Then one day, I pressed the issue of his apparent unhappiness. He confessed that he had been having an affair for four months! He felt that he loved her, and he wanted to separate. Devastation, loss, fear, the pain when thinking of our children . . . it all swirled in my mind as a raging tornado destroying everything in its path. The next few months grew into two of the most challenging years of my lifetime. Anger and resentment toward the “other woman’’ would burn as my eight-year-old would cry and bury her head in my chest, asking what we could do to bring Daddy home.

The other woman (we will call her Laney) was married at the time, living with another woman’s husband as she was dating mine. I was told of her relentless pursuit of men, and I considered her a harlot in every sense of the word. I felt justified in my hatred of her. For some reason, it was easier to forgive my ex-husband over time, but when I thought of her, my anger was fueled.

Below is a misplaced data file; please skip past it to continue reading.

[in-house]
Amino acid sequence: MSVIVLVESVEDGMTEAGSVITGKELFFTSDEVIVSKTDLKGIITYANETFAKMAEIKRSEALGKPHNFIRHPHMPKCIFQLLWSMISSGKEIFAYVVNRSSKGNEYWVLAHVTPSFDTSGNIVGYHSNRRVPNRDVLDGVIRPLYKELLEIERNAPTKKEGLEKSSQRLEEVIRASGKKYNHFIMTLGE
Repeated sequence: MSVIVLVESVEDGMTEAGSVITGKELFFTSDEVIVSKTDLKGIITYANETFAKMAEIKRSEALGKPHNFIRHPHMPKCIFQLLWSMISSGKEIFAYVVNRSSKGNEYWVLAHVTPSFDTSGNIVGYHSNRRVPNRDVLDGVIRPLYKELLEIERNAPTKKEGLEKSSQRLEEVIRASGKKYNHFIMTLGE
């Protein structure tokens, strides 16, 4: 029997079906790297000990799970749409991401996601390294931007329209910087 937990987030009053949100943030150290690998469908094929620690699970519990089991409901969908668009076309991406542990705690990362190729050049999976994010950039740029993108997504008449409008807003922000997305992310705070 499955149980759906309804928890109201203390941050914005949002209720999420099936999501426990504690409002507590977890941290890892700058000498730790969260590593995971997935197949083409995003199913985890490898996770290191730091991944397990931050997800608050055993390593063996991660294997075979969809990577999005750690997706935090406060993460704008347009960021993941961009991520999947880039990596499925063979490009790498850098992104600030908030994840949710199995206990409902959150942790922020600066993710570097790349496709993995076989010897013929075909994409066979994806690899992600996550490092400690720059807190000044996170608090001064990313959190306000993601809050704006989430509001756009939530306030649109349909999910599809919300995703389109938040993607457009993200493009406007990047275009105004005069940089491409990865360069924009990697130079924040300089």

I prayed often, begging God to help me forgive her. The torment going on inside my head was overwhelming at times. I could not understand why God was not answering my prayers. I just wanted to stop thinking about it, to stop thinking about her. I met with a Christian counselor who helped me very much. She challenged me from the Bible, and when I was most distraught, she asked how my time in the Word had been. Ah, I needed that challenge. I had been so weak; I had neglected myself.

I soon began feeding my soul with much needed time alone with God.

I prayer walked and ran in the park.

I leaned on Christian sisters for encouragement.

I listened to Christian music every day to keep positive words in my mind.

I attended worship with my church family, even though it was very hard to face everyone. God knew I needed the fellowship and sharing of the Word.

One day at a time, I asked God for strength to get through each day.

I believed that I could do all things through Christ (Phil. 4:13), but why was this thing taking so long?

Ephesians 4:32, “Be kind to one another, tenderhearted, forgiving one another, as God in Christ forgave you,” haunted me. Numerous other passages permeated my soul as I continued to pray, asking for help to forgive Laney.

  • “Bearing with one another and, if one has a complaint against another, forgiving each other; as the Lord has forgiven you, so you also must forgive” (Col. 3:13).